// State7=T State6=T State5=T State4=T State3=T State2=T State1=T State0=T
PORTB=0x00;
DDRB=0x00;
 
// Port C initialization
// Func7=In Func6=In Func5=In Func4=In Func3=In Func2=In Func1=In Func0=In
// State7=T State6=T State5=T State4=T State3=T State2=T State1=T State0=T
PORTC=0x00;
DDRC=0x00;
 
// Port D initialization
// Func7=In Func6=In Func5=In Func4=In Func3=In Func2=In Func1=In Func0=In
// State7=T State6=T State5=T State4=T State3=T State2=T State1=T State0=T
PORTD=0x00;
DDRD=0x00;
 
// Timer/Counter 0 initialization
// Clock source: System Clock
// Clock value: 1000.000 kHz
// Mode: Normal top=FFh
// OC0 output: Disconnected
TCCR0=0x02;
TCNT0=0xCD;     //interrupt every 50uS
OCR0=0x00;
 
// Timer/Counter 1 initialization
// Clock source: System Clock
// Clock value: Timer 1 Stopped
// Mode: Normal top=FFFFh
// OC1A output: Discon.
// OC1B output: Discon.
// Noise Canceler: Off
// Input Capture on Falling Edge
// Timer 1 Overflow Interrupt: Off
// Input Capture Interrupt: Off
// Compare A Match Interrupt: Off
// Compare B Match Interrupt: Off
TCCR1A=0x00;
TCCR1B=0x00;
TCNT1H=0x00;
TCNT1L=0x00;
ICR1H=0x00;
ICR1L=0x00;
OCR1AH=0x00;
OCR1AL=0x00;
OCR1BH=0x00;
OCR1BL=0x00;
 
// Timer/Counter 2 initialization
// Clock source: System Clock
// Clock value: Timer 2 Stopped
// Mode: Normal top=FFh
// OC2 output: Disconnected
ASSR=0x00;
TCCR2=0x00;
TCNT2=0x00;
OCR2=0x00;
 
// External Interrupt(s) initialization
// INT0: Off
// INT1: Off
// INT2: Off
MCUCR=0x00;
MCUCSR=0x00;
 
// Timer(s)/Counter(s) Interrupt(s) initialization
TIMSK=0x01;
 
// USART initialization
// Communication Parameters: 8 Data, 1 Stop, No Parity
// USART Receiver: Off
// USART Transmitter: On
// USART Mode: Asynchronous
// USART Baud Rate: 9600
UCSRA=0x00;
UCSRB=0x08;
UCSRC=0x86;
UBRRH=0x00;
UBRRL=0x33;
 
// Analog Comparator initialization
// Analog Comparator: Off
// Analog Comparator Input Capture by Timer/Counter 1: Off
ACSR=0x80;
SFIOR=0x00;
 
// Global enable interrupts
#asm("sei")
 
while (1)
     {
     // Place your code here
       if(ended)
//for longer time period there was no change so code is received
//this ensures that we can receive codes
//of different lengths with no change in code
       {
       putsf("RECEIVED:");
       for (i=0;bit_array[i]!=0;i++)
       {
       itoa(bit_array[i],buffer);
       putchar(' ');
       puts(buffer);
       }
       putchar(13);
      
           if (memory_load<2)
//if we haven’t already memorized two keys we copy received code to string
           {
           for (i=0;bit_array[i]!=0;i++)
               {
               memory[i][memory_load]=bit_array[i];
               }
 
       //and write both memorized codes
           putsf("MEMORY 0:");
           for (i=0;memory[i][0]!=0;i++)
               {
               itoa(memory[i][0],buffer);
               putchar(' ');
               puts(buffer);
               }
           putchar(13);
      
           putsf("MEMORY 1:");
           for (i=0;memory[i][1]!=0;i++)
               {
               itoa(memory[i][1],buffer);
               putchar(' ');
                puts(buffer);
               }
           putchar(13);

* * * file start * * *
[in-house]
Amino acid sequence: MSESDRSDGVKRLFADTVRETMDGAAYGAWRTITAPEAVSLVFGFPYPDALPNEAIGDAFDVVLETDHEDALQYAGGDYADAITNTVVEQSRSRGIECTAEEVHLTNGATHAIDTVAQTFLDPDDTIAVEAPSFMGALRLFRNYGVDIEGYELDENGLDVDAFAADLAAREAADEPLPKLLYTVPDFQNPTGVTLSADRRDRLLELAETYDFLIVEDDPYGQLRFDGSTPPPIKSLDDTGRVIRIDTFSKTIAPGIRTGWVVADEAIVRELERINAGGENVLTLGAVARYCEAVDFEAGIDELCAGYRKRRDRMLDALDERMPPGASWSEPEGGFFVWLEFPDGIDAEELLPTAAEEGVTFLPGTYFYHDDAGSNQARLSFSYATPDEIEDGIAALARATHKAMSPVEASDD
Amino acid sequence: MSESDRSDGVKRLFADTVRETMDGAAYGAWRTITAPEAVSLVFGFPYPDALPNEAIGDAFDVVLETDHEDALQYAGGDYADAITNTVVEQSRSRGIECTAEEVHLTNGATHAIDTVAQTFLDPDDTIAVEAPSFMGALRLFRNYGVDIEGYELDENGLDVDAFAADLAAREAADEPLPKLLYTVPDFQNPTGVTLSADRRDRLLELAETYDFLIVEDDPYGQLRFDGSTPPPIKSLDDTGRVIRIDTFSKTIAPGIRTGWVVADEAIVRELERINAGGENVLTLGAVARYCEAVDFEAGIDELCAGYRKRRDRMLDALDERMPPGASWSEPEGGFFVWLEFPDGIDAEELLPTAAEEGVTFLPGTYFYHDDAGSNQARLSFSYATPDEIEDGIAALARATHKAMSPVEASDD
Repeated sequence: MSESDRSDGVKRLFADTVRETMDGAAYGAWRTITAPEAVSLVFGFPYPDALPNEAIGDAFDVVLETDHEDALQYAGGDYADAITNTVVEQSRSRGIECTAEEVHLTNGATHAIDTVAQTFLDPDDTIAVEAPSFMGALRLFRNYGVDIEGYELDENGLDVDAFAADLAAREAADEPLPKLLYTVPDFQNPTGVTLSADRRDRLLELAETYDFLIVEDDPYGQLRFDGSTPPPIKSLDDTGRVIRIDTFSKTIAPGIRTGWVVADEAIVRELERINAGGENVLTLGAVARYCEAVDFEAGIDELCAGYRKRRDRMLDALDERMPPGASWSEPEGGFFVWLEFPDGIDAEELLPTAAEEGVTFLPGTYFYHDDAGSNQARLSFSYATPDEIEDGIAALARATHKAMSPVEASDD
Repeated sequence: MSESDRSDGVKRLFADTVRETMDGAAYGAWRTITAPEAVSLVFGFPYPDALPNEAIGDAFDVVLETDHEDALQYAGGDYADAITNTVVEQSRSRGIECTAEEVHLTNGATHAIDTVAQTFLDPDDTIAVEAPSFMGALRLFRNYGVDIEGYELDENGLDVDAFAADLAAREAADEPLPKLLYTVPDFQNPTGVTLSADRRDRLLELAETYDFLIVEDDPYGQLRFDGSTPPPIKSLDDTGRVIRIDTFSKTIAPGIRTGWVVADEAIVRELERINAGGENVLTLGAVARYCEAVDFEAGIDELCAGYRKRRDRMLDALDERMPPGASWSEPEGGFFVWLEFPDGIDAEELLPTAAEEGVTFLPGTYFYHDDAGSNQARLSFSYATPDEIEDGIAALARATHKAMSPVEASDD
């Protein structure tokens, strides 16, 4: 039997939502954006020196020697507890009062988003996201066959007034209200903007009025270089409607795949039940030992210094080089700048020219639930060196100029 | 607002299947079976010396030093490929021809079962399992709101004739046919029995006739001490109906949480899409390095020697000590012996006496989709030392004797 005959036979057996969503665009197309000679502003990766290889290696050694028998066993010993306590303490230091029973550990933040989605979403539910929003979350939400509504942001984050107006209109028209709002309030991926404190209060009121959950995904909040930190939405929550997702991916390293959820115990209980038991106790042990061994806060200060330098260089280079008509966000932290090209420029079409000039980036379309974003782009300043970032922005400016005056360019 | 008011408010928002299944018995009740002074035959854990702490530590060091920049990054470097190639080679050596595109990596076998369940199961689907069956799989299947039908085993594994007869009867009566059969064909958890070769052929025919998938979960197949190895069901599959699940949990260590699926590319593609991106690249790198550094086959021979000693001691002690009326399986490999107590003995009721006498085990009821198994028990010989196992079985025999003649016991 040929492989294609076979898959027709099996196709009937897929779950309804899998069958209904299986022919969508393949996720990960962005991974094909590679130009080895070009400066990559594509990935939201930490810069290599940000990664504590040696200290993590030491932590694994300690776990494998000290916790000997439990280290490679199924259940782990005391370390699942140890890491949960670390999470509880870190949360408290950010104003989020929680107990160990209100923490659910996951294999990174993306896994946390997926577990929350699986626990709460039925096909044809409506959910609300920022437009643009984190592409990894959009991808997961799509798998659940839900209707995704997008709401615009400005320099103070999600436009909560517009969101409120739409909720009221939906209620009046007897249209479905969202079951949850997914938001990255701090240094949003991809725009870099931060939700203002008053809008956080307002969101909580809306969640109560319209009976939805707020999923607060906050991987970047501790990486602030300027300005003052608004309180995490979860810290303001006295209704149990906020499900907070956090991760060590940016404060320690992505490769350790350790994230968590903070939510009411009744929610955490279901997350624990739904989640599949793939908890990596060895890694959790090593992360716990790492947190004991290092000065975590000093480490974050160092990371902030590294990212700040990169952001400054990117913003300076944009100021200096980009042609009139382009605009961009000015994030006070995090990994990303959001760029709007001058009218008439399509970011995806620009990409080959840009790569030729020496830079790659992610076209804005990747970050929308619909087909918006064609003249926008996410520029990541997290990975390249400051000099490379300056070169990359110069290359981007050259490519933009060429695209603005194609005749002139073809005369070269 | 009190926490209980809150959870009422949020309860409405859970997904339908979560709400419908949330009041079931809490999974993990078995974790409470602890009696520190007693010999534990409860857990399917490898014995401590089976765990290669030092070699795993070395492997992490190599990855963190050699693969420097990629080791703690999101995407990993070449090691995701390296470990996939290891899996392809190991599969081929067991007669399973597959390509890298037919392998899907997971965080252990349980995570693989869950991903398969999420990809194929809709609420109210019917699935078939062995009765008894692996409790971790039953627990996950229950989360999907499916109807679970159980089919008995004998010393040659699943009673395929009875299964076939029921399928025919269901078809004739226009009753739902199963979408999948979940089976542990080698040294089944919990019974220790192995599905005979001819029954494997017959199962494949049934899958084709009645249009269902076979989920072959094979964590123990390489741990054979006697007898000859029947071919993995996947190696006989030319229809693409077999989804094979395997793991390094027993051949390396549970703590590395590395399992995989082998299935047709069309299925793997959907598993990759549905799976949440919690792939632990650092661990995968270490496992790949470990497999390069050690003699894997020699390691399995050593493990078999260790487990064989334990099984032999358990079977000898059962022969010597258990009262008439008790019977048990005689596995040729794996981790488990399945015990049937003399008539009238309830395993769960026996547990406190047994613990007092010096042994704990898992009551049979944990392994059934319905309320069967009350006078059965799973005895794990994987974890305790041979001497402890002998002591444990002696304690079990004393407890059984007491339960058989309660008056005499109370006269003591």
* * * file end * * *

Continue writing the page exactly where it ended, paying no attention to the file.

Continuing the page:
memory_load++;
           }
           else
//we have already memorized two codes
//so now we will only compare received code with ones we remembered
           {
           for (memory_load=0;memory_load<2;memory_load++)
               {
               pass_ok=1;
              for (i=0;memory[i][memory_load]!=0;i++)
                   {
                   if (abs(bit_array[i]-memory[i][memory_load])>1)
//we have some 10% tolerance on bit duration.
                   pass_ok=0;
                   }
               if(pass_ok)
                   {
//we write which memorized key is recognized
                   putsf("RECOGNIZED KEY FROM MEMORY: ");
                   putchar(memory_load+'0');
                   putchar(13);
                   }
               }
           }
           for (i=0;i<101;i++)
           {
           bit_array[i]=0;
           }
       bit_index=0;
       bit_duration=0;
       ended=0;
       }
 
       };
}

Complete source code with project can be downloaded from this link.

Now let us discuss how we can save some memory.

  1. 1.We see that every bit have only two different durations so we can name them “1” or “0”. By doing this we will need only two bits instead of 2 bytes we are using now! That is 8 times less. We made this example this way because is is completely universal and not dependable on protocol or command length that is used.. You can easily adopt it to your needs if necessary.
  2. 2.Use external EEPROM memory so you will store all key codes to be remembered when device have no power. Today it is very cheap to but for example 4Kbit EEPROM memory and it is plenty of memory for this purpose.

On video below you can see above listed code in action:

As you can see on video microcontroller will write duration of each bit measured in x50uS because that is interrupt period. For first two buttons pressed on remote it will store them in memory and write memory content. After that only received bit timings will be written to serial port as well as position of stored command if it was previously stored. You can see more detailed picture of data being outputted to terminal on picture below. You can click on the image to enlarge it.

Terminal example output